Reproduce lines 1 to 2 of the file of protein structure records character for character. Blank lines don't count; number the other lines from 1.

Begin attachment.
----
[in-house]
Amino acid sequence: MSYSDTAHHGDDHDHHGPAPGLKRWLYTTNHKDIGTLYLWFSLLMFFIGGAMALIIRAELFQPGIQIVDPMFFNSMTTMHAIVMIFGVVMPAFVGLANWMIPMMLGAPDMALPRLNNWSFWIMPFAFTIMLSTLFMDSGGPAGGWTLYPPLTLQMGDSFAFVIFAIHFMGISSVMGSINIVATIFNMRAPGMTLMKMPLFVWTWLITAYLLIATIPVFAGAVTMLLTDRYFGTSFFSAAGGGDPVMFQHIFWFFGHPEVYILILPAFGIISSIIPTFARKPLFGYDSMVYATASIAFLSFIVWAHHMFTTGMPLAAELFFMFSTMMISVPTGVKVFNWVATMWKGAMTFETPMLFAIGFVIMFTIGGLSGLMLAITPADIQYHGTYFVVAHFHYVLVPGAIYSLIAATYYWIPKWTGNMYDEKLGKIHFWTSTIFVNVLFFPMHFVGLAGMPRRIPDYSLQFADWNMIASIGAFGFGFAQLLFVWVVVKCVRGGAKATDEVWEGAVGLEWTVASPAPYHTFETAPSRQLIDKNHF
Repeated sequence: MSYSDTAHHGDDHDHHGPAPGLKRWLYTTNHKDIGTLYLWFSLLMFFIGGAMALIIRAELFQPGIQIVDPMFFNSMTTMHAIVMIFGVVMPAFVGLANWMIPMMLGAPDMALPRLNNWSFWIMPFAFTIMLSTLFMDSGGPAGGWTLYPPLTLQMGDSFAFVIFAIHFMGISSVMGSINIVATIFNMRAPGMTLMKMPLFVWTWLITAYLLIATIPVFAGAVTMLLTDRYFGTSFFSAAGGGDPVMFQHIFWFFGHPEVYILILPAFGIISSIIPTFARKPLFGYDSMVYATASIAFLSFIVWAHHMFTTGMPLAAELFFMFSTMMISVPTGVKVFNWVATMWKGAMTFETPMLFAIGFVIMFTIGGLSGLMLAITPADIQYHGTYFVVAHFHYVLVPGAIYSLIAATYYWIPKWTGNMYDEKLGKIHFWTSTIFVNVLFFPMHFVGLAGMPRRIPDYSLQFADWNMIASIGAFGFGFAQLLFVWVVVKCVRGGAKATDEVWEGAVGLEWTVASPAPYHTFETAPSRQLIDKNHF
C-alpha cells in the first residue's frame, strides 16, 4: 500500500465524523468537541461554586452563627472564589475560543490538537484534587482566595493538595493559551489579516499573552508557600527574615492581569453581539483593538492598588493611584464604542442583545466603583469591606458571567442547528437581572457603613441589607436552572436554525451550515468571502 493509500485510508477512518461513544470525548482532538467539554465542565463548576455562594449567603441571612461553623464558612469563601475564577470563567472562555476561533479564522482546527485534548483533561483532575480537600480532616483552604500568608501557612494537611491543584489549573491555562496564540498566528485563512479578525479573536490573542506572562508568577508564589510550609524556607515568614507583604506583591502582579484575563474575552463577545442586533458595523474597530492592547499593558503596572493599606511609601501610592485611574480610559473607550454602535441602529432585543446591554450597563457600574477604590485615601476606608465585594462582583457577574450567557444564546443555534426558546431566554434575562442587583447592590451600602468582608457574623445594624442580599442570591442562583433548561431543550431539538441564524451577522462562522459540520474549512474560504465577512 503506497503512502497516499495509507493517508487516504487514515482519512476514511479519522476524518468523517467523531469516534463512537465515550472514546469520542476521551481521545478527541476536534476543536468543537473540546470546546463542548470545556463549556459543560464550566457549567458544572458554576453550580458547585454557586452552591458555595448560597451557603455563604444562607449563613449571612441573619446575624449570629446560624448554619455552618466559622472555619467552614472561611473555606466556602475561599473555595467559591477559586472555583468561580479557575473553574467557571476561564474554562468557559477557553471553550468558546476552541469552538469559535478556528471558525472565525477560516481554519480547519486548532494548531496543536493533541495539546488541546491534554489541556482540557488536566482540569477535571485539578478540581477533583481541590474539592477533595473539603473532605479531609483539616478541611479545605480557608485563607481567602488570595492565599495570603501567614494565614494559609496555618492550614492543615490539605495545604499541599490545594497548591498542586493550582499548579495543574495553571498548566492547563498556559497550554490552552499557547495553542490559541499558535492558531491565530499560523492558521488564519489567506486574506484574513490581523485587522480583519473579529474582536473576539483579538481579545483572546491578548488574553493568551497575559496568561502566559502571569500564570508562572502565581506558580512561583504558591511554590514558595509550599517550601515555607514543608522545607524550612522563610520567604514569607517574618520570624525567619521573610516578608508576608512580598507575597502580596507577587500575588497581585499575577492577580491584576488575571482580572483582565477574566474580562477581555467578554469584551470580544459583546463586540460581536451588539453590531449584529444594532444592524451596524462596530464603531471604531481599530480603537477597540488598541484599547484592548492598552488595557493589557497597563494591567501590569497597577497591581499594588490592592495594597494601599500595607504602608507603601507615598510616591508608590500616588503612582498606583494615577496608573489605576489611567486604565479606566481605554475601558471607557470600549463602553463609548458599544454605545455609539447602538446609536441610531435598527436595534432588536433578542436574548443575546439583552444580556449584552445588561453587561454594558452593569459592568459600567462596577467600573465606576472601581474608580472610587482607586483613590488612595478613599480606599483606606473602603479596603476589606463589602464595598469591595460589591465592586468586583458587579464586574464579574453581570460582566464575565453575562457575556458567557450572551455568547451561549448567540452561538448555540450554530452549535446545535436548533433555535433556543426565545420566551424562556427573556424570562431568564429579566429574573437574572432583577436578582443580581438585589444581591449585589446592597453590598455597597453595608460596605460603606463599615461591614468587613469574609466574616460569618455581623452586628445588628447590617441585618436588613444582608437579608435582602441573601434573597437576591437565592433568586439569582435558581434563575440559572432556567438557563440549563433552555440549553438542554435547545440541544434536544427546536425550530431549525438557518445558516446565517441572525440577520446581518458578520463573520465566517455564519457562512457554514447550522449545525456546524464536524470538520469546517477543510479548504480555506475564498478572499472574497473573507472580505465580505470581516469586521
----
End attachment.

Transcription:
[in-house]
Amino acid sequence: MSYSDTAHHGDDHDHHGPAPGLKRWLYTTNHKDIGTLYLWFSLLMFFIGGAMALIIRAELFQPGIQIVDPMFFNSMTTMHAIVMIFGVVMPAFVGLANWMIPMMLGAPDMALPRLNNWSFWIMPFAFTIMLSTLFMDSGGPAGGWTLYPPLTLQMGDSFAFVIFAIHFMGISSVMGSINIVATIFNMRAPGMTLMKMPLFVWTWLITAYLLIATIPVFAGAVTMLLTDRYFGTSFFSAAGGGDPVMFQHIFWFFGHPEVYILILPAFGIISSIIPTFARKPLFGYDSMVYATASIAFLSFIVWAHHMFTTGMPLAAELFFMFSTMMISVPTGVKVFNWVATMWKGAMTFETPMLFAIGFVIMFTIGGLSGLMLAITPADIQYHGTYFVVAHFHYVLVPGAIYSLIAATYYWIPKWTGNMYDEKLGKIHFWTSTIFVNVLFFPMHFVGLAGMPRRIPDYSLQFADWNMIASIGAFGFGFAQLLFVWVVVKCVRGGAKATDEVWEGAVGLEWTVASPAPYHTFETAPSRQLIDKNHF